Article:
Wednesday, January 03, 2024

2024.01.03 Hopewell @Home ▫ Isaiah 39

Read Isaiah 39

Questions from the Scripture text: When does this occur (Isaiah 39:1)? Who acts in verse 1? Whose son is he? Of where/what is he king? What two things does he send? To whom? Why? What did Hezekiah think of the envoys (Isaiah 39:2)? What did he show them? What five things, specifically? How much of them? What didn’t he show them? Who goes to King Hezekiah in Isaiah 39:3? Whose envoy is he? What two things does he ask? Which one does Hezekiah answer? What two things does he say in his answer? What does Isaiah ask in Isaiah 39:4? What does Hezekiah answer? From Whom does the prophet now deliver a message (Isaiah 39:5)? How do the words in Isaiah 39:6 relate to the second halves of Isaiah 39:3 and Isaiah 39:4? What will be carried away where? Who else will be carried away (Isaiah 39:7, cf. 2 Kings 24:15)? Where will they end up, there, in Babylon (cf. 2 Kings 25:27–30)? Who speaks to whom in Isaiah 39:8? About Whose Word does he speak? What does he say about this word? What has the Lord promised? For how long (cf. Isaiah 38:5–6)? 

What do we see in God’s response to Hezekiah’s spiritual pride? Isaiah 39 prepares us for the first serial reading in public worship on the Lord’s Day. In these eight verses of Holy Scripture, the Holy Spirit teaches us that God’s power is such that we do not advance His interests at all by our own impressiveness, and God’s mercy is such that we may have hope for temporal mercy even when we are being chastened for wicked pride before Him. 

An evangelistic opportunity? We’ve seen this passage before, in another context (2 Kings 20:12–19). In Isaiah 39:1, the letters and the present are instigated by Hezekiah's recovery. The message of the letters themselves is implied by Hezekiah's response to the letters in Isaiah 39:2. Obviously, Babylon desires an ally for its upcoming campaign to overthrow Assyria. But since the instigating event was medical not military, it seems clear that Babylon is looking not only for the alliance of Israel's king but Israel's God.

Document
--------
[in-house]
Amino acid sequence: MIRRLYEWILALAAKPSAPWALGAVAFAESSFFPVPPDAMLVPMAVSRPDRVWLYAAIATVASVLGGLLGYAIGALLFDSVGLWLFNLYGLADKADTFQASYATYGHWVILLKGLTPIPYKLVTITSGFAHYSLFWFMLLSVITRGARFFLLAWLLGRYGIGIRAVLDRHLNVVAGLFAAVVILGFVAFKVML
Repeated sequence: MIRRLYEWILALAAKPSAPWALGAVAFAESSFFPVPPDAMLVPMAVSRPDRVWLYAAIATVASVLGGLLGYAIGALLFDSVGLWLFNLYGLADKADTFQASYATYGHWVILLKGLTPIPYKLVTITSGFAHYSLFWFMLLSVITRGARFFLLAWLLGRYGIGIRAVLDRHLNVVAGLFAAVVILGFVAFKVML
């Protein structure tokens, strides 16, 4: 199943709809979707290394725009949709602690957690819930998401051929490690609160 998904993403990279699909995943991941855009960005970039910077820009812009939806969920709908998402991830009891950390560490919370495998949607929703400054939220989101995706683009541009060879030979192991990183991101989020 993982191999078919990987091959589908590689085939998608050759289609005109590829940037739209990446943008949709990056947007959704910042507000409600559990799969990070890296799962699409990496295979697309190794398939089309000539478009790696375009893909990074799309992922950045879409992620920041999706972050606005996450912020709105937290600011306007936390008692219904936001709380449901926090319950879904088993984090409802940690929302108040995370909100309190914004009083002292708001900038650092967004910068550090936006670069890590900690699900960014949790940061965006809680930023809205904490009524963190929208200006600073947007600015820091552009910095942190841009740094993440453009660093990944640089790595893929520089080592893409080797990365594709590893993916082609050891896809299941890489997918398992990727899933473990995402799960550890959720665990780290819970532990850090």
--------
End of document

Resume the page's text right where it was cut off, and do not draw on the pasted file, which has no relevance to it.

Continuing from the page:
This makes it more understandable that a man like Hezekiah would do something like what we see in this chapter. He is hoping to advance the fame of YHWH by his own YHWH-given impressiveness. But we must be careful from ever striving for, or being enamored with, our own impressiveness. Pride is the enemy of faith. Hezekiah thought that he was something, but this weakened his felt-necessity to depend upon the Lord. The worst variety of pride is spiritual pride. And understanding Isaiah 39:1-2 rightly, it is probably implied that there is something of a misplaced evangelistic, zeal in Hezekiah’s “show and tell.” In light of Isaiah 39:1, the letters must have mentioned the recovery. It is not difficult to see Hezekiah saying, “what YHWH has done for me, He can also do for Merodach.” But such a presentation of the “gospel” unwittingly offers the Lord as a means to our ends, rather than bringing us into grateful (and delivered) submission to His.

It is the "alone" part of “grace alone, faith alone, and glory of God alone” that is the great difference Maker between spiritual humility and spiritual pride. Hezekiah may have thought that others’ interest in him and his God were an opportunity for him to advance the Lord's Name through his own newfound impressiveness. But it is God alone that is impressive.

Reading Hezekiah’s “tour” in terms, not of temporal pride but of evangelism (and subtle, spiritual pride), also explains why he was unashamed, and even eager, to answer the prophet’s questions in Isaiah 39:3Isaiah 39:4. He was probably even expecting the equivalent of a "well done my good and faithful servant."

The God Who doesn’t need or make alliances, and doesn’t offer Himself in others’ service. Hezekiah had not fully learned the lesson of Ahaz in his alliance with the Assyrians, or even Hezekiah’s own being brought low by dependence upon anyone else. As the Rabshakeh painfully pointed out, Judah had been brought to the point where there was no help to be found—whether from Egypt or any other source human or purportedly divine. This was a mercy that brought Hezekiah to a point where he refused to make any alliances, because YHWH had brought him to the point where there simply were none to make.